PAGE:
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Year : 2020  |  Volume : 10  |  Issue : 2  |  Page : 45-48

What's New in Critical Illness and Injury Science? Mental health and COVID-19: Self-inflicted and interpersonal violence amid a pandemic

Department of Anesthesiology, The Ohio State University Wexner Medical Center, Columbus, OH, USA

Date of Submission08-May-2020
Date of Acceptance15-Aug-2020
Date of Web Publication8-Jun-2020

Correspondence Address:
Dr. Thomas J Papadimos
Department of Anesthesiology, The Ohio State University Wexner Medical Center, 410 W 10th St., Columbus, OH 43210
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Source of Support: None, Conflict of Interest: None

DOI: 10.4103/IJCIIS.IJCIIS_66_20

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How to cite this article:
Papadimos TJ. What's New in Critical Illness and Injury Science? Mental health and COVID-19: Self-inflicted and interpersonal violence amid a pandemic. Int J Crit Illn Inj Sci 2020;10:45-8

How to cite this URL:
Papadimos TJ. What's New in Critical Illness and Injury Science? Mental health and COVID-19: Self-inflicted and interpersonal violence amid a pandemic. Int J Crit Illn Inj Sci [serial online] 2020 [cited 2022 Nov 29];10:45-8. Available from: https://www.ijciis.org/text.asp?2020/10/2/45/286199

We are living in difficult times. This month's issue of the InternationalJournalofCriticalIllnessandInjuryScience has a collection of articles relating to trauma, and this led me to reflect on how this pandemic may affect the human psyche in times of injury. More specifically, how can the influence of COVID-19 on a person's mental health contribute to violence or allow the consideration of violence? The stresses of disease, isolation, confinement, political philosophy, and the economy are creating a concerning, if not toxic, milieu for society. The result of any combination of these factors can lead to violence against self or others, specifically suicide, domestic violence (or gender-based violence [GBV]), street crime, and political violence. They are important concerns related to this pandemic, and the medical community should reflect and act on these matters during this COVID-19 pandemic.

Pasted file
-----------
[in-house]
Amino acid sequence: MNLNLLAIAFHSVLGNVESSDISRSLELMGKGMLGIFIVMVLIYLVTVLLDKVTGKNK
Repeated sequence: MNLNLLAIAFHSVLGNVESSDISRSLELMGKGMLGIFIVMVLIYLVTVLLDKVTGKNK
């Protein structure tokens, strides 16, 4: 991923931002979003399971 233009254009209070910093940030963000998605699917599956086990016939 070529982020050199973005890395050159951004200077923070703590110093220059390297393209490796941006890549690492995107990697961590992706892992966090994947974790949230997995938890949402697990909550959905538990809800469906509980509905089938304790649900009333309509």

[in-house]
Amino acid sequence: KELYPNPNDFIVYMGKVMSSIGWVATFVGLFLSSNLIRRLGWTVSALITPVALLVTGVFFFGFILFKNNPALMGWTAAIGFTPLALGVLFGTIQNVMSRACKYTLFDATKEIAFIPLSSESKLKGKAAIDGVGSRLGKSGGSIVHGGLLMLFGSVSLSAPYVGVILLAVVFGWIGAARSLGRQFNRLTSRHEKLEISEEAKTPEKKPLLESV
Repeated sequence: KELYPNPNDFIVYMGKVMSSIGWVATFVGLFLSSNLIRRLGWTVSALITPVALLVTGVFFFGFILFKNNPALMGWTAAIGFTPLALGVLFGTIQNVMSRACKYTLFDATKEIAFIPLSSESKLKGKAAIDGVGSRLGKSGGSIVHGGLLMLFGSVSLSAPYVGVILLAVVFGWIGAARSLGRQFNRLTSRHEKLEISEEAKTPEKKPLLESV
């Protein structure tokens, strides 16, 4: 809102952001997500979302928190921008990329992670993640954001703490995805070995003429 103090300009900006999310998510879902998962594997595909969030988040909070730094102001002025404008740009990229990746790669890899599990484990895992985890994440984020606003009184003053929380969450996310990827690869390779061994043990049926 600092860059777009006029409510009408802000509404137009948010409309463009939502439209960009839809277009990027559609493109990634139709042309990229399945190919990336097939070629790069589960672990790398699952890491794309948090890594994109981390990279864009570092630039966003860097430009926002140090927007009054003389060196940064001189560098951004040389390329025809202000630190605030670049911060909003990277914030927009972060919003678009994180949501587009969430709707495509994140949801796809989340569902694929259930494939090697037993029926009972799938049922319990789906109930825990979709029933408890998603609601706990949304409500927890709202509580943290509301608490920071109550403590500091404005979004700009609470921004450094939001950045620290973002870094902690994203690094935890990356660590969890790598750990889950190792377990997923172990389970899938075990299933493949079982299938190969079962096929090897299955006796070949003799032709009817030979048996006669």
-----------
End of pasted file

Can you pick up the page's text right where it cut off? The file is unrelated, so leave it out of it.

This once-in-a-century catastrophic pandemic has presented the U.S. and the rest of the world with an unprecedented challenge. While mitigation of COVID-19's physiological effects is extremely important, what is also important is its effects on the economy as a driver of concern and dissent throughout the world. The resultant unemployment has reached frightening levels, as has the fear of global famine in low-income countries.[1],[2] While some portions of the workforce can work from home, many cannot, and these individuals and their families are confronted with precarious circumstances.[3],[4] In April 2020, 22 million U.S. workers became unemployed due to COVID-19, for a total of 33.5 million since March 13, 2020.[5] Ten years of job gains in America have disappeared. There were 7.1 million Americans unemployed before this date, so the total of Americans unemployed is now over 40 million for a real rate of 24.9%; at the peak of the depression, the unemployment rate was 25.6%.[6] This economic impact may be primarily due to the states' “stay at home” orders, and while such orders were quite necessary, the socioeconomic disruption that occurred has the potential to lead to violence. The types of violence that are addressed here fall into four categories: (1) suicide, (2) domestic violence, (3) street crime (rape, murder, assault, robbery, drugs, etc.), and (4) political violence.